题目：Turbulent Boundary Layer Control and Drag Reduction Using Dynamic Free-slip Surfaces
Dr. Cong Wang is currently assistant professor in the Department of Mechanical Engineering at the University of Iowa. His current research interest lies in the general area of turbulent flow, multi-phase flow, and the development of advanced flow diagnosis techniques. He is a recipient of the Ernest E. Sechler Memorial Award in Aeronautics in 2018 and the Donald Coles Prize in Aeronautics in 2019 from Caltech.
The wall-bounded turbulent flows over the surfaces of airplanes or oil tankers produce a tremendous amount of drag force, thereby substantially undermining the energy efficiency of transportation systems. Consequently, a basic understanding of and effective control over wall-bounded turbulent flow have been long-standing pursuits for both scientists and engineers. Although many promising drag reduction techniques have been developed (e.g., the super-hydrophobic surface method), sustainable drag reduction remains a fundamental challenge.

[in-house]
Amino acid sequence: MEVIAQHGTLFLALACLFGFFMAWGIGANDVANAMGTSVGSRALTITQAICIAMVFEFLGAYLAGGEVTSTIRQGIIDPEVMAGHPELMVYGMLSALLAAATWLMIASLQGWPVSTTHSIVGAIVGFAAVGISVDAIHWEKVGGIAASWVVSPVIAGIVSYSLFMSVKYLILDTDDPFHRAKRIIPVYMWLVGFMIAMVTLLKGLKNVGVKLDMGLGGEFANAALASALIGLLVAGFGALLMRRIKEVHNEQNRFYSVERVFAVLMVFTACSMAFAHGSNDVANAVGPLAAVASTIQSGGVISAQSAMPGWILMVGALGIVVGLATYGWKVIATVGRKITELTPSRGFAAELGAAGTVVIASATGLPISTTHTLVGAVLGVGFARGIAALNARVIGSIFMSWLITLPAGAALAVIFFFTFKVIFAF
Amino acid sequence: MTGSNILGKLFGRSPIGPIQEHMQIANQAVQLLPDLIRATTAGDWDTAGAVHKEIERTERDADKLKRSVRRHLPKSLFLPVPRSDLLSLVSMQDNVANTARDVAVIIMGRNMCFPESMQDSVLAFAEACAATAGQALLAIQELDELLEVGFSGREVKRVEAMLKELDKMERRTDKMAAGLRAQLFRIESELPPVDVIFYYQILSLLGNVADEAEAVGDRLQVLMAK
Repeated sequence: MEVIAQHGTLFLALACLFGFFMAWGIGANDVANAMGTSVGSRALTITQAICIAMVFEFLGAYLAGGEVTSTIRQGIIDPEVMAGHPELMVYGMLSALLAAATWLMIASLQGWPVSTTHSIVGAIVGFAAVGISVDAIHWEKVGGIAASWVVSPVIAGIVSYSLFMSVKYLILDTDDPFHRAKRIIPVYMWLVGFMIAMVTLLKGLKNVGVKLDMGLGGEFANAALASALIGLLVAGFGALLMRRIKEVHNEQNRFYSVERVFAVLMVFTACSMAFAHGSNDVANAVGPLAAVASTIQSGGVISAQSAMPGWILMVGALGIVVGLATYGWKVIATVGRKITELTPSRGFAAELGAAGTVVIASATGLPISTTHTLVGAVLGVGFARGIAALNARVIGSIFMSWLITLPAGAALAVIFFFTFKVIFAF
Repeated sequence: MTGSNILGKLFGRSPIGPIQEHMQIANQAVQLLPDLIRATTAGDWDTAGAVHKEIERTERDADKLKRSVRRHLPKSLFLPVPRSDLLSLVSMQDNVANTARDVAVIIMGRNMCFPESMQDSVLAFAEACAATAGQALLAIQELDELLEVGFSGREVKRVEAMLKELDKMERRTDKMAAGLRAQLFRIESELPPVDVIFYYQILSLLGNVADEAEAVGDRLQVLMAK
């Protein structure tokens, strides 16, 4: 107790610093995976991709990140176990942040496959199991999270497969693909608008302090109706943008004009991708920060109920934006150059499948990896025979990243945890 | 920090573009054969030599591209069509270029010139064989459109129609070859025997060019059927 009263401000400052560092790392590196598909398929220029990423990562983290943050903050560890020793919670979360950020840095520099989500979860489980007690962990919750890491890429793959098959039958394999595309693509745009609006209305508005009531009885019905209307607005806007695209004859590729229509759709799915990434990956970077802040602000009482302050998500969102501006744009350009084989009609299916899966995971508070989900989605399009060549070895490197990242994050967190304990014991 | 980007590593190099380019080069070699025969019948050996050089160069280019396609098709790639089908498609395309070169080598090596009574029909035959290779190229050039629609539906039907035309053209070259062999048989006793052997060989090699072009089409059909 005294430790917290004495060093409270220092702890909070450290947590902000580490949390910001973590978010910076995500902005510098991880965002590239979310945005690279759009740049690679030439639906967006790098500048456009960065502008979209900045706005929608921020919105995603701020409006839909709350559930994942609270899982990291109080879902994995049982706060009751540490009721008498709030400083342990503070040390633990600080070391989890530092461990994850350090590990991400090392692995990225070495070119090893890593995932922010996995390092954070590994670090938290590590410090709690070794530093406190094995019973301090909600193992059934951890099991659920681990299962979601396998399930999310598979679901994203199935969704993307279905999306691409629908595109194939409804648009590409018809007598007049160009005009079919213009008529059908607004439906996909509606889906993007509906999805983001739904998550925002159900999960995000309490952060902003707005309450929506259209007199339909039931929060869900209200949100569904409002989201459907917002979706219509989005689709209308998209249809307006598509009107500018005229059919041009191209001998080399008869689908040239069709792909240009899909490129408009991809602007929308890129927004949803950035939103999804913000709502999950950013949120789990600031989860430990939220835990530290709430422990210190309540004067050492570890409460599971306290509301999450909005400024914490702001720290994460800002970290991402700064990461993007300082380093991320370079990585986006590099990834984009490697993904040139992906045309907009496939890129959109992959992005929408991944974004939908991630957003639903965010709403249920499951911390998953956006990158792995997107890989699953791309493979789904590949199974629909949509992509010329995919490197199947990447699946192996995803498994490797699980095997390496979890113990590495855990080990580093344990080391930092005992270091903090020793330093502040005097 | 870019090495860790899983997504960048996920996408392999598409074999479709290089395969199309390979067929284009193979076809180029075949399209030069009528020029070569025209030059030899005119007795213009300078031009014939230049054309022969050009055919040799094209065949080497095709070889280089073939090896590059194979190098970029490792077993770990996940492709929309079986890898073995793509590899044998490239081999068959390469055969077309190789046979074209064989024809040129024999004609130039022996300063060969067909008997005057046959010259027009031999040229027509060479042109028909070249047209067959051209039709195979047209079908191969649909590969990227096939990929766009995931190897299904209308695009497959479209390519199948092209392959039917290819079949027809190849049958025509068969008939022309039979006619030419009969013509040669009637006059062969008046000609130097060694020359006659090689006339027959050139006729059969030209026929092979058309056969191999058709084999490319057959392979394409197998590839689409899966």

In this presentation, I will introduce a novel method that employs an array of wall-attached oscillating free-slip air-film surfaces, capable of achieving a substantial drag reduction effect (more than 40%). The physics of oscillating free-slip surfaces interacting with quiescent water, laminar boundary layers, and turbulent boundary layers will be discussed, revealing the mechanism of drag reduction. These oscillating free-slip surfaces generate long-lasting coherent streamwise vortices, lifting the high-shear motions away from the wall boundary. An energy exchange analysis demonstrates that the turbulent flow near the wall partially re-laminarizes through a reversed energy cascade process. These fundamental discoveries hold significant value for the development of an optimal drag reduction technique.